Participants had resided in Pinellas County for a mean±SD of 3.44±.76 of the four years of the study. In all, 2,225 participants (59%) were in residence for all four years. Because not all participants were in Pinellas County for the entire period, criminal justice and mental health services were recorded longitudinally across 16 90-day time periods or quarters. If a person was recorded as having a Pinellas County contact in one of four quarters in a given year, the person was considered for analysis for all four quarters of the year. On the basis of this method, participants averaged 13.8±3.1 quarters of eligibility. The results were adjusted for the number of eligible quarters and the total number of months in the community per individual. The outcome (aggregate expenditures) included expenditures associated with mental health and social services, general medical services, jail and prison stays, emergency room services, inpatient services, outpatient services, pharmacy, and emergency medical services.
Multiple regression adjusting for all study variables was used. Because the outcome variable was highly skewed, which influenced the results, log-transformed expenditures were used in the final analyses. In addition to estimating results for the entire sample, we separately considered those enrolled in Medicaid at least at some point during the study (N=1,138, 30%) and those not enrolled (N=2,631, 30%). Of the possible 16 quarters, Medicaid-enrolled participants were enrolled in Medicaid for a mean of 7.2±4.7 quarters.
The mean age of the 3,769 participants was 36±10 years; 243 (6%) were 20 years of age or younger, 1,962 (52%) were between 21 and 39 years, 1,245 (33%) were between 40 and 50 years, and 319 (9%) were between 51 and 64 years. The sample included 2,277 (59%) men, and 2,808 participants (75%) were white, 744 (20%) were black, 171 (5%) were Hispanic, and 46 (1%) were from another racial-ethnic group. A total of 1,154 participants (31%) had major depressive disorder, 1,111 (30%) had bipolar I disorder, 813 (22%) had psychotic disorders, and 685 (18%) had other bipolar and mood disorders. A total of 509 (14%) were homeless (measured as a dichotomous variable), 1,645 (44%) had undergone at least one involuntary psychiatric examination under Florida's civil commitment law, 2,521 (67%) had a diagnosis of a substance use disorder, 2,153 (57%) had at least one felony arrest, and 3,233 (86%) had at least one misdemeanor arrest.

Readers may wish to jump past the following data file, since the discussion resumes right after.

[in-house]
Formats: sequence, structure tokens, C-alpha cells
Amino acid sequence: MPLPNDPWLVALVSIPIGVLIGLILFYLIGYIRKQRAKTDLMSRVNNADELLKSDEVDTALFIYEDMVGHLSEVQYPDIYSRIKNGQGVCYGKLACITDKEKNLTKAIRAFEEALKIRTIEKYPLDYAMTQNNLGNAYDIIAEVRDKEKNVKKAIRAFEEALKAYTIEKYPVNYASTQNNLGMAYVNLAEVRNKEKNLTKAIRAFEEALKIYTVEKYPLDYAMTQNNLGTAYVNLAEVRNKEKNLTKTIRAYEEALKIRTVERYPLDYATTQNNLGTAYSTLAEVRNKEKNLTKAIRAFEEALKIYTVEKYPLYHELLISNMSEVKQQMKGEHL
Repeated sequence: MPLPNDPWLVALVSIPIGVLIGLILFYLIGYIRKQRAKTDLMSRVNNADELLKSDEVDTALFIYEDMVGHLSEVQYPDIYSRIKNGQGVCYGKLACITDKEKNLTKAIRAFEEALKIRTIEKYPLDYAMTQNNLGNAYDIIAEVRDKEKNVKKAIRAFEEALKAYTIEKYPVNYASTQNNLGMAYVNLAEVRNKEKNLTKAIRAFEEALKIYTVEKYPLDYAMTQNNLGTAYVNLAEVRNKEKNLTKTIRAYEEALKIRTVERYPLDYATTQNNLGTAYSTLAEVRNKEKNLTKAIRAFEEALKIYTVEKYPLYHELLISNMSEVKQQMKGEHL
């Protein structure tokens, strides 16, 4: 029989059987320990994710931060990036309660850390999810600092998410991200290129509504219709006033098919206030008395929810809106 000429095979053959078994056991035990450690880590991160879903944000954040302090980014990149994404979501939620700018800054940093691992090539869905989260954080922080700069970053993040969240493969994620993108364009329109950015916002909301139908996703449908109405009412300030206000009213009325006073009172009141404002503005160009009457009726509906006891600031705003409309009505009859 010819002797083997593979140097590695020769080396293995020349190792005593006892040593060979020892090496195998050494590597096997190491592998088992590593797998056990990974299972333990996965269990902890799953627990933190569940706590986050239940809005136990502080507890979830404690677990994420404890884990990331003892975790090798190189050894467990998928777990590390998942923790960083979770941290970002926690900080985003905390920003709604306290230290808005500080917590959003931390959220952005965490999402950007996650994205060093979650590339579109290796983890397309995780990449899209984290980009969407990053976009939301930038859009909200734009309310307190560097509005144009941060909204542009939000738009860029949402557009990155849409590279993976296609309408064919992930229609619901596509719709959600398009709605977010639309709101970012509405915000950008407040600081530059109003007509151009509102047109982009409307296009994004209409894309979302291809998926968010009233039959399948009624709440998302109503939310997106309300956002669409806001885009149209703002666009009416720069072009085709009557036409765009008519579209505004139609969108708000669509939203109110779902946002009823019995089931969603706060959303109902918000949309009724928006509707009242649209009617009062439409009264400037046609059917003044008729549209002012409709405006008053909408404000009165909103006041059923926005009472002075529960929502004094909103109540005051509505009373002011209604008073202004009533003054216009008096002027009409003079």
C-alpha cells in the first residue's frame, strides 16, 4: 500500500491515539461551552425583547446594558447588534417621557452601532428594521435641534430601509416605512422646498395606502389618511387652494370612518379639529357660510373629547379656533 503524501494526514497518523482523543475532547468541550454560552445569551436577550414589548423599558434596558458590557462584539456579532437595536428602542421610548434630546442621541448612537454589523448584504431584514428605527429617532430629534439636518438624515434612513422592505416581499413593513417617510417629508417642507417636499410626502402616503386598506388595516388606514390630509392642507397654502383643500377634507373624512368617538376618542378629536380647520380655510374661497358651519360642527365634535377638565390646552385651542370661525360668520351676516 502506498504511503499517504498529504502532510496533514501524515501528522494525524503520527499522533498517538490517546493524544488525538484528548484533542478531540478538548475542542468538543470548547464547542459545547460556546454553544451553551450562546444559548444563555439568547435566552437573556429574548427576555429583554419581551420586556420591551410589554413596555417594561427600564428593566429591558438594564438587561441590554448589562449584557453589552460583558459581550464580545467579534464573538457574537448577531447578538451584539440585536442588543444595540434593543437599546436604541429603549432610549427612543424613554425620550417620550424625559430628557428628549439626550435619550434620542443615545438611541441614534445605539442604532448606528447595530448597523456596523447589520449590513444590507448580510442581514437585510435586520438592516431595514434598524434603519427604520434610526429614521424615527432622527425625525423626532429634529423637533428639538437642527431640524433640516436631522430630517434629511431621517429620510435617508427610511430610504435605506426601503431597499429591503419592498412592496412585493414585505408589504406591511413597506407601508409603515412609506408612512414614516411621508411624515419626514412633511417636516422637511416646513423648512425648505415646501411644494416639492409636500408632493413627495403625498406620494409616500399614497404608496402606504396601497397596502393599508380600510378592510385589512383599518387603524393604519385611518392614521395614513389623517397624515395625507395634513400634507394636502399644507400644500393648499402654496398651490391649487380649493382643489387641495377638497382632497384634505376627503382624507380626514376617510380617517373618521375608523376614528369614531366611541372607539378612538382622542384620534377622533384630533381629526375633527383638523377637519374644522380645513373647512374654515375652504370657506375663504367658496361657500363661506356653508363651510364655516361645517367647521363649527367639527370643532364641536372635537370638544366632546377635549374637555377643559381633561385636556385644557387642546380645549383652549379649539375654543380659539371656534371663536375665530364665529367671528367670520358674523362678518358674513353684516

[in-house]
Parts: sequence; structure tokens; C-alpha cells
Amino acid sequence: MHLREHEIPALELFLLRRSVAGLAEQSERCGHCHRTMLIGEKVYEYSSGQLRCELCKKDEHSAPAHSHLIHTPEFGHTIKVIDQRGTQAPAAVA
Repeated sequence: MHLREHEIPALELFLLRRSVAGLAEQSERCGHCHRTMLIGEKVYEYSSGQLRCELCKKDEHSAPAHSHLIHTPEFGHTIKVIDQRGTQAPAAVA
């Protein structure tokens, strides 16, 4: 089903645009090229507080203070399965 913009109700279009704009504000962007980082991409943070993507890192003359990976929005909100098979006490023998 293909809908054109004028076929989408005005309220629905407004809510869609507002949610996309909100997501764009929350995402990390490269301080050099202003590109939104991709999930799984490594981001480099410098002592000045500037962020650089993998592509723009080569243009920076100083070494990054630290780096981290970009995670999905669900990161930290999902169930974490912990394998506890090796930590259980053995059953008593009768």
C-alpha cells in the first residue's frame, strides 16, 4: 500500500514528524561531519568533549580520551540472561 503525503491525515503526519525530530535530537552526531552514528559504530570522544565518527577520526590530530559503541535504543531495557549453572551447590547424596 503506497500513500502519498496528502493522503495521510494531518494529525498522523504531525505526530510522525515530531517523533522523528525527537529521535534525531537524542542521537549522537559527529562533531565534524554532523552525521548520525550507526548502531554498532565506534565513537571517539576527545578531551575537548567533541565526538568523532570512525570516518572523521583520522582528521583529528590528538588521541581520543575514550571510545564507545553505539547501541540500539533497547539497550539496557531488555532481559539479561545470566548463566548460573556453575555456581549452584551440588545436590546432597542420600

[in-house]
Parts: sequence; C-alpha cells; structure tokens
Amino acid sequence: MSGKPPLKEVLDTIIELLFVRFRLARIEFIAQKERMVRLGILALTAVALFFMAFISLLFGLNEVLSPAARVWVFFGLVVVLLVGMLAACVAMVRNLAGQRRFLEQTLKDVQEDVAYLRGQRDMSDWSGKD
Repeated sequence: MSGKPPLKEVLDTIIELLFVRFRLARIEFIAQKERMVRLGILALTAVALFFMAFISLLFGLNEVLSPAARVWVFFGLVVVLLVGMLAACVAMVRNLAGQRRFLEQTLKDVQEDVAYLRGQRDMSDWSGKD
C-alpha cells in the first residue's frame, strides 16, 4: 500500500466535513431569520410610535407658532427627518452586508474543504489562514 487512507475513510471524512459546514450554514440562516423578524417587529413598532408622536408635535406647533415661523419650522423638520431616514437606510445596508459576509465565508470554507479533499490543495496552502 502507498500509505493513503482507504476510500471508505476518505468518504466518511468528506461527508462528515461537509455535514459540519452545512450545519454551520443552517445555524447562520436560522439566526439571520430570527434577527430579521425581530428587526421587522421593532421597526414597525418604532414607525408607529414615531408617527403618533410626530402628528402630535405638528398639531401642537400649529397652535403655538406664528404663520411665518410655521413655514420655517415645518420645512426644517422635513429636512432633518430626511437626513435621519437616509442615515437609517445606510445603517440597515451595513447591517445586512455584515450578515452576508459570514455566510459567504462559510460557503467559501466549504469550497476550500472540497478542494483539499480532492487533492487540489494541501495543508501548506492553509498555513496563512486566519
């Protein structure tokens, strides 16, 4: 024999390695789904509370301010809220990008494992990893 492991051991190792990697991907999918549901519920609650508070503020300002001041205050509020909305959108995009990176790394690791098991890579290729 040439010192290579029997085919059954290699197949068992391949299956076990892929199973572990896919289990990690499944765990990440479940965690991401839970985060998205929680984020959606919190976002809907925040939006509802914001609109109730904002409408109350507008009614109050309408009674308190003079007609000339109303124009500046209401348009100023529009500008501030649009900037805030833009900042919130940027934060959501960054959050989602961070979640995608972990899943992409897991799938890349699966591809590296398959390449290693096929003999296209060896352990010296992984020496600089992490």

Aggregate expenditures for the cohort were $94,957,465 over the four-year period, with a median expenditure per person of $15,134. The mean aggregate expenditures per eligible quarter for the 3,769 individuals were $1,830±$3,732 (median=$365). Overall, 48% of the expenditures were associated with arrests and jail and prison stays, 39% with mental health services, 12% with general medical services, and 1% with social services.
Regression models also were estimated for participants who were enrolled in Medicaid at some point in the four years and those who were not. Among enrollees, the aggregate expenditures were $40,676,232, with a median of $22,037 per person. The mean aggregate expenditures per eligible quarter were $2,447±$4,797 (median=$656). Expenditures associated with arrests, jail stays, and prison stays accounted for 34% of the expenditures, mental health services for 50%, general medical services for 16%, and social services for less than 1%. Among those not enrolled in Medicaid, aggregate expenditures were $54,281,233, with a median of $12,776 per person. The mean aggregate expenditures per eligible quarter were $1,539±$3,063 (median=$248). Overall, 59% of the expenditures were associated with arrests, jail stays, and prison stays; 31% with mental health services; 9% with general medical services; and 1% with social services. As this comparison indicates, the median expenditures for Medicaid-enrolled individuals were nearly $10,000 higher than for those not enrolled ($22,037 versus $12,776), and the percentage of expenditures for criminal justice for Medicaid-enrolled individuals was substantially lower than for those not enrolled (34% versus 59%).
Regression results are presented in Table 1. Study variables accounted for 66% of the variance in aggregate expenditures for the entire sample, 63% for those enrolled in Medicaid, and 67% for those not enrolled. Aggregate expenditures were similar for those between 51 and 64 and those between 40 and 50 years of age and then were progressively lower in the younger age groups. Psychotic disorders were associated with higher expenditures than diagnoses of bipolar I disorder, major depression, and other bipolar and mood disorders. A substance use disorder diagnosis, at least one involuntary psychiatric examination, and homelessness at any time during the study period were also associated with higher expenditures, as were felony and misdemeanor arrests. Finally, more mental health contacts and eligible quarters were associated with higher expenditures, whereas more months in the community (rather than in jail or prison) were associated with lower expenditures.